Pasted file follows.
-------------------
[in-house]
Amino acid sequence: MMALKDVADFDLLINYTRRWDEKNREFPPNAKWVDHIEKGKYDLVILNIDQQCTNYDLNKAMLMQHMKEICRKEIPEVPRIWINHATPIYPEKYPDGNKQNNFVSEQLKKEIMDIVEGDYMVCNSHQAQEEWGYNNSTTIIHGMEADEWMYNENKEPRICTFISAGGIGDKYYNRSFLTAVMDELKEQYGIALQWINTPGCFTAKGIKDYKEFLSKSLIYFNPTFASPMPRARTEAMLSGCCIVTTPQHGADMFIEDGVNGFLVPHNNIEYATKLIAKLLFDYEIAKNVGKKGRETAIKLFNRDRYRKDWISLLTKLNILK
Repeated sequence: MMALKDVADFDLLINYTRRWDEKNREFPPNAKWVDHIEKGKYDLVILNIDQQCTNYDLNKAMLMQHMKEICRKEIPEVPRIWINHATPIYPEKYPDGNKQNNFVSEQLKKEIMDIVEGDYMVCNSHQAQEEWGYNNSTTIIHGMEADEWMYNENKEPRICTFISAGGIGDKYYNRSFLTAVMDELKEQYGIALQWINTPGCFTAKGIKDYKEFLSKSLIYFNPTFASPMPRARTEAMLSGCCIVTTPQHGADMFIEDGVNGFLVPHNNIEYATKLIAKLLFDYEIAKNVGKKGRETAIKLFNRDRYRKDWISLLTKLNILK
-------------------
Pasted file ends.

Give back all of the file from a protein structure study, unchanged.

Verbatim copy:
[in-house]
Amino acid sequence: MMALKDVADFDLLINYTRRWDEKNREFPPNAKWVDHIEKGKYDLVILNIDQQCTNYDLNKAMLMQHMKEICRKEIPEVPRIWINHATPIYPEKYPDGNKQNNFVSEQLKKEIMDIVEGDYMVCNSHQAQEEWGYNNSTTIIHGMEADEWMYNENKEPRICTFISAGGIGDKYYNRSFLTAVMDELKEQYGIALQWINTPGCFTAKGIKDYKEFLSKSLIYFNPTFASPMPRARTEAMLSGCCIVTTPQHGADMFIEDGVNGFLVPHNNIEYATKLIAKLLFDYEIAKNVGKKGRETAIKLFNRDRYRKDWISLLTKLNILK
Repeated sequence: MMALKDVADFDLLINYTRRWDEKNREFPPNAKWVDHIEKGKYDLVILNIDQQCTNYDLNKAMLMQHMKEICRKEIPEVPRIWINHATPIYPEKYPDGNKQNNFVSEQLKKEIMDIVEGDYMVCNSHQAQEEWGYNNSTTIIHGMEADEWMYNENKEPRICTFISAGGIGDKYYNRSFLTAVMDELKEQYGIALQWINTPGCFTAKGIKDYKEFLSKSLIYFNPTFASPMPRARTEAMLSGCCIVTTPQHGADMFIEDGVNGFLVPHNNIEYATKLIAKLLFDYEIAKNVGKKGRETAIKLFNRDRYRKDWISLLTKLNILK